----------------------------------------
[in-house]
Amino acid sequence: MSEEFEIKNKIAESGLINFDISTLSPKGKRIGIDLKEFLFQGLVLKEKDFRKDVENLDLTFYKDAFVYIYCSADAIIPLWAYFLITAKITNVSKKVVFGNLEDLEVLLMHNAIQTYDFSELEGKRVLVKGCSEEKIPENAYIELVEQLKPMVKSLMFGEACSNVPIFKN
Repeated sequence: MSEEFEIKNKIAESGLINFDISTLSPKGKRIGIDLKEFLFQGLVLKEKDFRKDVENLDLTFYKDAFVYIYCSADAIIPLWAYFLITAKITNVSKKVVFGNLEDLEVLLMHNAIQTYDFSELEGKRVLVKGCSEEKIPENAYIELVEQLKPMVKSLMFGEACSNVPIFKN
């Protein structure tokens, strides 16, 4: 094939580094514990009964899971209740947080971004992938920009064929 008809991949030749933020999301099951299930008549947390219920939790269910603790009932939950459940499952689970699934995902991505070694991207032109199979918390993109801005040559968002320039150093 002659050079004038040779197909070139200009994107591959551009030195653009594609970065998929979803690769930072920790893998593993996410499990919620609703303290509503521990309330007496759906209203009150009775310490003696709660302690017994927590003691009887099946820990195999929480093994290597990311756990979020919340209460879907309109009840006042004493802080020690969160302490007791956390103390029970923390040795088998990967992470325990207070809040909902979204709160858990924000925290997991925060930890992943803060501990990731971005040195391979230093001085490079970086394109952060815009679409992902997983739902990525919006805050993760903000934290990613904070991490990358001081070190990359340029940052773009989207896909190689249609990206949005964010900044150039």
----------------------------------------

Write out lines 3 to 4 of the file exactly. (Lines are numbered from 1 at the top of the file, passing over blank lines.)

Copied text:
Repeated sequence: MSEEFEIKNKIAESGLINFDISTLSPKGKRIGIDLKEFLFQGLVLKEKDFRKDVENLDLTFYKDAFVYIYCSADAIIPLWAYFLITAKITNVSKKVVFGNLEDLEVLLMHNAIQTYDFSELEGKRVLVKGCSEEKIPENAYIELVEQLKPMVKSLMFGEACSNVPIFKN
């Protein structure tokens, strides 16, 4: 094939580094514990009964899971209740947080971004992938920009064929 008809991949030749933020999301099951299930008549947390219920939790269910603790009932939950459940499952689970699934995902991505070694991207032109199979918390993109801005040559968002320039150093 002659050079004038040779197909070139200009994107591959551009030195653009594609970065998929979803690769930072920790893998593993996410499990919620609703303290509503521990309330007496759906209203009150009775310490003696709660302690017994927590003691009887099946820990195999929480093994290597990311756990979020919340209460879907309109009840006042004493802080020690969160302490007791956390103390029970923390040795088998990967992470325990207070809040909902979204709160858990924000925290997991925060930890992943803060501990990731971005040195391979230093001085490079970086394109952060815009679409992902997983739902990525919006805050993760903000934290990613904070991490990358001081070190990359340029940052773009989207896909190689249609990206949005964010900044150039």